To help ease the complexity of dealing with roadside assistance MINI USA is releasing a smartphone application this Thursday. With the roadside assistance program being free (and a great selling point for the car) MINI USA is looking to leverage the application to help get word out and make life easier should make the process easier.
Here’s how it works:
The App will allow you to set up a profile via registering your VIN on the Application. This profile will store your VIN, Model & Model Year. You can also upload a picture of your MINI, give it a nickname & select the color MINI that you have.
You can select a service such as; jump start, tire change, fuel, lock out assistance, tow for mechanical reason, or accident.
Once youâ€™ve selected a service you can hit the call button and you will be connected with Roadside.
The App will then push all of the above data to the roadside rep on the other end of the phone as well as (with your permission by selecting â€œallow current locationâ€) the latitude and longitude of your current location. continued →
According to the IIHS you’ll want to be extra careful to avoid low speed accidents if your a MINI driver. A recent study gave the car a “poor” grade in low speed impacts due to the repair costs. Here’s an excerpt from their report:
Pricey styling decisions: The Mini Cooper is the only car the Institute has tested with a hood that buckled in the front corner test. This is a pricey styling design on the manufacturer’s part, Nolan points out. The minicar’s hood wraps around the front of the car like a fender, so instead of replacing just a fender, the car needed an $810 new hood. Repairs total $2,637 in this test.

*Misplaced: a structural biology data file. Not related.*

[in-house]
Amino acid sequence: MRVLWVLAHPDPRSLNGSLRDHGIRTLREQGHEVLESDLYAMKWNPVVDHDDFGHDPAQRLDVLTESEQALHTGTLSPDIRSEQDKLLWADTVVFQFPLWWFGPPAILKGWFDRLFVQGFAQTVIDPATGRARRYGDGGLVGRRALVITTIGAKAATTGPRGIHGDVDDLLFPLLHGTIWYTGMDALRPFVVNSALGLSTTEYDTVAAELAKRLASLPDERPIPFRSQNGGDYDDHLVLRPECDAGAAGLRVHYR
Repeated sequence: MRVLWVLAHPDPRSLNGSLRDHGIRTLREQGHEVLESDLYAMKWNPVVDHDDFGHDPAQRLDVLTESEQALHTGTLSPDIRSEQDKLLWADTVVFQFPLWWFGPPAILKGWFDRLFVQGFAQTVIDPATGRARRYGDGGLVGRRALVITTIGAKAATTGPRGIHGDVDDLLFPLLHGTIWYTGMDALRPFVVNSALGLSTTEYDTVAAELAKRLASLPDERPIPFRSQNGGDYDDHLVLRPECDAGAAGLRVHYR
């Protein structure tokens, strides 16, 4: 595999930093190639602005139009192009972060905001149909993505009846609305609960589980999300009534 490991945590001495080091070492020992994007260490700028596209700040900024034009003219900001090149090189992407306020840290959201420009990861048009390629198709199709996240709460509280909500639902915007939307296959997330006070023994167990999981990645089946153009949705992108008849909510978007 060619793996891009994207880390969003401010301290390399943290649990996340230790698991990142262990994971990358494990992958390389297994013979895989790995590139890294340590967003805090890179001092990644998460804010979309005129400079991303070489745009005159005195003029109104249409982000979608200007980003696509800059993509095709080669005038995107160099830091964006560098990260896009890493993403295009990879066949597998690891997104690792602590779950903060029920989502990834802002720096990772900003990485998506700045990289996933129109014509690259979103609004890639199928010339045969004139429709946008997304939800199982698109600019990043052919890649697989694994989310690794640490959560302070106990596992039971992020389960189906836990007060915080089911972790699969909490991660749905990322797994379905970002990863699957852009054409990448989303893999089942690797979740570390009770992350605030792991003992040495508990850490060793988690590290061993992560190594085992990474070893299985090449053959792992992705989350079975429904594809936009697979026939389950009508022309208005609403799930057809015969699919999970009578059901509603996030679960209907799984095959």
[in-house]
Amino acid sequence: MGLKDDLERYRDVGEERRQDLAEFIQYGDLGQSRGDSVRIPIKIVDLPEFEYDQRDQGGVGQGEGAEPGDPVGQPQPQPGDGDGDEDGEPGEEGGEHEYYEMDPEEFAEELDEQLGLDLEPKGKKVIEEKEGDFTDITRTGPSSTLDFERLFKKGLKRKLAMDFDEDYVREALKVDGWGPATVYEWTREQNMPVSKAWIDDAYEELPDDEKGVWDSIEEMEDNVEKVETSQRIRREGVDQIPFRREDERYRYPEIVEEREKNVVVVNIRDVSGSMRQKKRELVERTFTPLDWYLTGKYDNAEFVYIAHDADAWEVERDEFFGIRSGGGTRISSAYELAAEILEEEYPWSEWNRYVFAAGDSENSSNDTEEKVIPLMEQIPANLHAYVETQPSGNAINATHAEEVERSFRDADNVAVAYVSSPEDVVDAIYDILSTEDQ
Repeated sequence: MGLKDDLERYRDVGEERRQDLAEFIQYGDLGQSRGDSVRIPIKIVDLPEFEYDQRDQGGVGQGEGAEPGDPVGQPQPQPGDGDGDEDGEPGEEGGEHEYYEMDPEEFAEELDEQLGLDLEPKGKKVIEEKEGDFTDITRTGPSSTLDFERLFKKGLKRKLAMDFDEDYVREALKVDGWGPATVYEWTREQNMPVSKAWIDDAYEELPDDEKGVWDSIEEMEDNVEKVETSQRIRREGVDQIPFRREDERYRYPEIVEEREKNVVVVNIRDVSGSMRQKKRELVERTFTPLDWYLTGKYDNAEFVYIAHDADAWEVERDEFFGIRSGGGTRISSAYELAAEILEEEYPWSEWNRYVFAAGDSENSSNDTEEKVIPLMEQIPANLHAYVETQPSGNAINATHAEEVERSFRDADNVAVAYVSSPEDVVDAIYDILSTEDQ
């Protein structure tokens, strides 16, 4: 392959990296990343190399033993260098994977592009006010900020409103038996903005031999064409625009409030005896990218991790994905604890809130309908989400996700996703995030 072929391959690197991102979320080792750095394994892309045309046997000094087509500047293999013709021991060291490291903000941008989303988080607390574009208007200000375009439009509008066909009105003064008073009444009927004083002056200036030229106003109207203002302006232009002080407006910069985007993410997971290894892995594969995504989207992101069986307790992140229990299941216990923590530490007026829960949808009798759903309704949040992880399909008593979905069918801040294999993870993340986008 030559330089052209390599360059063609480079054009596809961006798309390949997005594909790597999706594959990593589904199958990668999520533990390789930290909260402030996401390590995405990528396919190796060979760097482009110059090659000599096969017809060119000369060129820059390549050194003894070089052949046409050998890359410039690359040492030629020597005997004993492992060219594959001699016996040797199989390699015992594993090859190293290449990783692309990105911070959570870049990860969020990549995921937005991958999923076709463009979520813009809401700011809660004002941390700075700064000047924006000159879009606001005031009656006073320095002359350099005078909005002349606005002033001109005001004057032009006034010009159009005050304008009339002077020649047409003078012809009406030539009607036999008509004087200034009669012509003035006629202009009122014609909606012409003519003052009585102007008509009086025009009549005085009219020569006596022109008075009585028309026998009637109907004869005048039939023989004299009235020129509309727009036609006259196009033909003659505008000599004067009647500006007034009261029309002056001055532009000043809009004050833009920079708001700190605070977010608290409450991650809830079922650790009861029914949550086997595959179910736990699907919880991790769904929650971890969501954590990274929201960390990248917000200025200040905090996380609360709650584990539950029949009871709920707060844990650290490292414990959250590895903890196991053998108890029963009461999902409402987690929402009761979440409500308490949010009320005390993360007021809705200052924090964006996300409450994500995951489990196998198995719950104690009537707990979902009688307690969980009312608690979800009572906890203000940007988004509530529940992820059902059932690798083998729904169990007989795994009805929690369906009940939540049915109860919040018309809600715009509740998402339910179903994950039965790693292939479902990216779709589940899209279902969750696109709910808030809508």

The IIHS recently finished its side-impact crash testing of the 2008-2009 MINI Cooper. Below is an extensive look at the testing with both exterior and interior mounted video cameras. Overall the car got an “A” or acceptable rating – not bad for a small car. However when you look closer at the ratings you’ll see the MINI got pretty much all “G” ratings (as high as it gets) except for two categories: rear passenger torso and driver leg categories.
The IIHS has been crashing cars again. We all know the MINI scores well front and rear, but so not hot for side impact.
Mini Cooper results: This minicar was redesigned for the 2007 model year, and it earned a good rating for frontal crash protection in a previous test. New side and rear tests were conducted to assess further design changes made for the most recent models. This minicar earns a good rating for rear protection and an acceptable rating for side protection. Measures recorded on the driver dummy indicate that a fractured pelvis would be possible in a side crash of the same severity, but there’s low risk that other significant injuries would occur to the driver. For the rear passenger, rib fractures and/or internal organ injuries would be possible. ESC is newly standard for the 2009 model year.
The federal government is looking into complaints from some consumers that they have received leg burns from contact with the exhaust pipe in the 2007-’08 Mini Cooper S. The engineering analysis, which is sometimes a precursor to a safety recall, involves up to 20,000 vehicles, according to the National Highway Traffic Safety Administration.
Here’s an excerpt from the complaint report on the NHTSA website:
The office of defects investivation (ODI) opened this investigation based on three consumer complaints on the 2007 model year MINI COOPER S. The complaints reported being burned on their legs by the hot exhaust pipe tip while they were removing cargo items from the rear hatch area of the their vehicles.
No injuries and no recall has been announced yet. Something to keep an eye on. And be careful loading and unloading the boot after you have been driving. Those pipes do get very hot!
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